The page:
Phoenix is a city that’s made a name for itself in business, culture, and history. People come here from all over to enjoy the weather, sure, but there are other things to take in. In fact, Phoenix and the surrounding areas are full of natural and historical landmarks as well as other sights that help you get a better sense of the Valley. So, what are you waiting for? Check out the following places for the best sights and historical landmarks in Phoenix!
1201 N Galvin Pkwy, Phoenix, AZ 85008
Just a stone’s throw away from the Phoenix Zoo, the Desert Botanical Garden is a wonder of its own accord. Filled with representative vegetation from all over the Sonoran Desert, you can come here to enjoy the view while not straying far from the “beaten path.”
202 N Central Ave, Phoenix, AZ 85004
Phoenix’s only historic boutique hotel is actually believed to be one of the most haunted places in Phoenix. At its grand opening, Hotel San Carlos was recognized as the most modern hotel in the Southwest. Now, it has other claims to fame — including the spirits that purportedly walk its halls to this day.
Civic Space Park, 424 N Central Ave, Phoenix, AZ 85004
If you’ve seen the giant net above ASU Downtown Phoenix campus in the daytime, you may have thought it was a device of some kind. It’s only at night that the purpose of this piece becomes clear. Her Secret is Patience is an art piece that hangs proudly above Civic Space Park near campus, and yes — it lights up at night, making a beautiful display that many Phoenicians have come to call “The Jellyfish.”
800 E Mineral Rd, Phoenix, AZ 85042
South Mountain Park and Preserve has many sights along its trails, from petroglyphs to natural beauty all around. However, one key landmark nestled in the Park is the Mystery Castle, an eclectic home built by a father for his child. Now, the home has become a historical site all its own, and you can experience and tour the place to get the full picture.
Maricopa County, Arizona
There’s one easy way to know where you are in Tempe: Look for “A” Mountain. Also known as Tempe Butte, this hunk of volcanic rock generally features a gold or white “A” at the top. The color depends on whether it’s received its annual touch-up from students. If you see the “A”, you should know that ASU is nearby.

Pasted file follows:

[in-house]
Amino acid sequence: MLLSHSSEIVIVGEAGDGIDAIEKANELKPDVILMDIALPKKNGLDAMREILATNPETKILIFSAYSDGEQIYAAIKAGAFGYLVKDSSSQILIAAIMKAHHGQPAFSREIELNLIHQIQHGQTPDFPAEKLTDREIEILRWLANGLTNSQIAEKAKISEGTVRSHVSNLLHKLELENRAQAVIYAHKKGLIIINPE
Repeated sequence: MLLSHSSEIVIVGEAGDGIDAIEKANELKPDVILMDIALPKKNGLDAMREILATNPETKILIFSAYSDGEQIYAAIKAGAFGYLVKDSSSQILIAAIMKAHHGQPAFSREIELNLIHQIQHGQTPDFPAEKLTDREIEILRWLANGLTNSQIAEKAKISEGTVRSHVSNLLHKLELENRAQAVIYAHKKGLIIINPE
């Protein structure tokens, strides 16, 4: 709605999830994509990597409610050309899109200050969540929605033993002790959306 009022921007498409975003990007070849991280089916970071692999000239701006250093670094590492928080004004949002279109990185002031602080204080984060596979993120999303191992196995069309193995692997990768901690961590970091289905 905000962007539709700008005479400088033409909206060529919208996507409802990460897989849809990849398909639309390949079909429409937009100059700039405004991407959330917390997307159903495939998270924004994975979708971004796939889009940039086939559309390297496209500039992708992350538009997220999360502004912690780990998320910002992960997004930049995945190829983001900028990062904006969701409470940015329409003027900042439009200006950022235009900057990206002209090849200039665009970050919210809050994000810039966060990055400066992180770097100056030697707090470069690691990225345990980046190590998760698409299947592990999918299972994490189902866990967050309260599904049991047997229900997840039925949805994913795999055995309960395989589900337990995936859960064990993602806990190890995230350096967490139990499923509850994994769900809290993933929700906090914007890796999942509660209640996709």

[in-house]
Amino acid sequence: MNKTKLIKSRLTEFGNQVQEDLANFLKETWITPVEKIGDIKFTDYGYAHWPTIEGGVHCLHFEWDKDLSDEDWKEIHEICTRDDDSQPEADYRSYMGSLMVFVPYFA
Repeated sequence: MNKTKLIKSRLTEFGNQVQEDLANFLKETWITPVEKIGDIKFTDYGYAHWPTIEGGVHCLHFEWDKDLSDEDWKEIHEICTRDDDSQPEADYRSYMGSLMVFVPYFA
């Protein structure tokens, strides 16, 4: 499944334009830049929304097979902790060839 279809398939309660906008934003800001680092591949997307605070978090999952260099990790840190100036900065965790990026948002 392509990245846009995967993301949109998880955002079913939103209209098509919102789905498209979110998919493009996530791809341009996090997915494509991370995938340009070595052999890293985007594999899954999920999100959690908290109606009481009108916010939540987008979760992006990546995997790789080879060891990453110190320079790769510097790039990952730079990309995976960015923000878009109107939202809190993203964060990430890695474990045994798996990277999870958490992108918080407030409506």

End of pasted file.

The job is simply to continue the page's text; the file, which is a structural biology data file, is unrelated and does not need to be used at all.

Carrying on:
ASU Campus, Tempe, AZ 85281
Another key landmark of the Phoenix area’s oldest school is the ASU Palm Walk. The Palm Walk is an iconic sight, with hundreds of palms on campus — including date palms. The dates from these palms are regularly collected and used in the university’s menu for students. It’s the largest date palm collection in the country!
1125 N 3rd Ave, Phoenix, AZ 85003
A joint project of Phoenix and our Japanese sister city, Himeji, this friendship garden is a 3.5-acre plot with a path winding through serene naturescapes. This garden is meant for all to enjoy — so if you plan on blocking the narrow path by taking pictures, you should set up a photo shoot with the garden in advance. And believe us, you’ll want to get those pictures after visiting the first time!
625 N Galvin Pkwy, Phoenix, AZ 85008
This spot is a tiny hike that has a fun payoff: you wind up in the mouth of a giant red rock formation! “Hole in the Rock” is but one of many formations at Papago Park, and it’s certainly the busiest. It’s a fun place to be, though — and if you get the timing right, it makes one heck of a backdrop for Instagram posts.
12621 N Frank Lloyd Wright Blvd, Scottsdale, AZ 85259
The famous Frank Lloyd Wright had a home right here in the Valley, and it’s a gorgeous one at that. His winter home, Taliesin West, served as his studio in the desert and eventually made way for many other aspiring home designers in the area. Ever see other cool-looking homes in Phoenix? That’s because of this one.
231 N 3rd Street Ac, Phoenix, AZ 85004
St. Mary’s Basilica is the second-oldest church in Phoenix, and it’s also a sight to behold. The Mission Revival architecture helps bring you into the past a bit, with its construction beginning in the 1880s. Come to admire the stunning interior as well as the grounds — all good places to get in touch with history.
Featured Image Credit: @oh_whataworld